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Quinn wants to raise taxes, delay paying bills

GOP governor candidate criticizes Quinn's budgetLocal leaders react to Quinn's budget proposal

SPRINGFIELD – Gov. Pat Quinn proposed a 33 percent income tax increase Wednesday that he said would prevent deep cuts to education funding, part of a budget plan that depends mostly on borrowing money and letting unpaid bills pile up for another year.

He presented legislators with a stark choice: Cut support for schools by $1.3 billion or approve a tax increase. But even with a tax increase and spending cuts, Quinn's budget would depend on letting about $6 billion in bills simply go unpaid in the coming year.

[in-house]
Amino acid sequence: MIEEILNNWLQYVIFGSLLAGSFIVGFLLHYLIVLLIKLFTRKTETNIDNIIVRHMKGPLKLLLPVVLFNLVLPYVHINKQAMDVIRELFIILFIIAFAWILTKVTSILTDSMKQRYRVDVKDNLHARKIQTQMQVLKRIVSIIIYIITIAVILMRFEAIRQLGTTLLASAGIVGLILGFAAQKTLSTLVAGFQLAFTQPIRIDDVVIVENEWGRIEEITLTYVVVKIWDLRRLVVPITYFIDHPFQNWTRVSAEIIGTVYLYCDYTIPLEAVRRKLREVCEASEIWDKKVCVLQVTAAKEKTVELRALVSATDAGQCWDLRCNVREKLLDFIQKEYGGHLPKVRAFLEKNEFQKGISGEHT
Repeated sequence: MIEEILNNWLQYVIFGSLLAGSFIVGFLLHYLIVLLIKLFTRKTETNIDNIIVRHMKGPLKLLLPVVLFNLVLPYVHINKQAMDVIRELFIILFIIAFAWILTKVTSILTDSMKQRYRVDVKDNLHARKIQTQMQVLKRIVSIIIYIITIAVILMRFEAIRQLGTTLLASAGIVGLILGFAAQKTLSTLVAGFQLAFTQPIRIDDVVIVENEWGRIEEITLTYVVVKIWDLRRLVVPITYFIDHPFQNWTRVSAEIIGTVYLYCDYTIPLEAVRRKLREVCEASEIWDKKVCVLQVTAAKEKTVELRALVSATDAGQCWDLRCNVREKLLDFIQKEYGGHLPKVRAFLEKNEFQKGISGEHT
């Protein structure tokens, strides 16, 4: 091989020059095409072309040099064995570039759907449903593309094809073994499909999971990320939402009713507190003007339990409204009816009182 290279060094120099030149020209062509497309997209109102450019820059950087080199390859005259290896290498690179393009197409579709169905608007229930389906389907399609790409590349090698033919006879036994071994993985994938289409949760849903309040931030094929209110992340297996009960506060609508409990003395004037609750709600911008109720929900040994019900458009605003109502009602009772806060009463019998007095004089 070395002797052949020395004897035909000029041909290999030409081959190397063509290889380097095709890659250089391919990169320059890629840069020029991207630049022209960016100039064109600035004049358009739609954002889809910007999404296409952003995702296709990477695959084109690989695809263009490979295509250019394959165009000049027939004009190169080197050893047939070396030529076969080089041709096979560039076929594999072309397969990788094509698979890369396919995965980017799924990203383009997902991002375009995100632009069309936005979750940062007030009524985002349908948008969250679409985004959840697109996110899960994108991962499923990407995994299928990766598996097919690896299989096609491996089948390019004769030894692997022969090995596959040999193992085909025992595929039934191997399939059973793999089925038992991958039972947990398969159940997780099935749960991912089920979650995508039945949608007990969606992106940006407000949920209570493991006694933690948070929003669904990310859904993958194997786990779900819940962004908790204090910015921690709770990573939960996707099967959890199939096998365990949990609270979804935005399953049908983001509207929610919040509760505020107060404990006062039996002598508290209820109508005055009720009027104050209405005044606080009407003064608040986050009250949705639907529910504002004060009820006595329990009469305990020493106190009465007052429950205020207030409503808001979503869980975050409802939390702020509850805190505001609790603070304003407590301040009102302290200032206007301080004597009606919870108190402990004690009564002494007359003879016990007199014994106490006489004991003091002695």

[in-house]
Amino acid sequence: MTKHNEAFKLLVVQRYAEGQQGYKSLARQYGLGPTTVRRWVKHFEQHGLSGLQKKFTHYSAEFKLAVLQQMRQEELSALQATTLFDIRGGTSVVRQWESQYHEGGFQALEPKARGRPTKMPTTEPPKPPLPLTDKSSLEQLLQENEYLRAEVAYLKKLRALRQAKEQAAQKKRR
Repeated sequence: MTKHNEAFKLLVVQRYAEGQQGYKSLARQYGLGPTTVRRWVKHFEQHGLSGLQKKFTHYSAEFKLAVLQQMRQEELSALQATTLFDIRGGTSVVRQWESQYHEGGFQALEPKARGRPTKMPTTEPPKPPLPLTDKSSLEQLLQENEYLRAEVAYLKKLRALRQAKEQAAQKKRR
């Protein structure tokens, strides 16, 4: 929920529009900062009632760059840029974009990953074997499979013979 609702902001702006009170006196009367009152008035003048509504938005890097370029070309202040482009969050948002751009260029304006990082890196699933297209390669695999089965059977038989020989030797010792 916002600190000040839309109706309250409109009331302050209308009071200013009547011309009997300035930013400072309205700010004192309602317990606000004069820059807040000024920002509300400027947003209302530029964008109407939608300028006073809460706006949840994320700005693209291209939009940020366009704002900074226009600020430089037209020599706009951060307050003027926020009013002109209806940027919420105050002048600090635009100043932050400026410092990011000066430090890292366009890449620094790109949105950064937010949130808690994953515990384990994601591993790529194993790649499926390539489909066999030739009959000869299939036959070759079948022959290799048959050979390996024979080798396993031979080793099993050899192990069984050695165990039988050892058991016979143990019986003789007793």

That could be disastrous for people who need help with child care, job training, services to the elderly, drug counseling and more. The local organizations the state hires to provide those services, already struggling to survive, could go under if they don't get their money.

The Democratic governor's proposal amounts to the opening bid in election-year negotiations over how to handle a $13 billion deficit, the largest in Illinois history. Quinn himself began the bartering by formally proposing to slash school spending and then immediately offering higher taxes as a better choice.

"I am challenging you today to consider a wise and responsible alternative to damaging cuts in education funding," he told legislators in a 21-minute speech.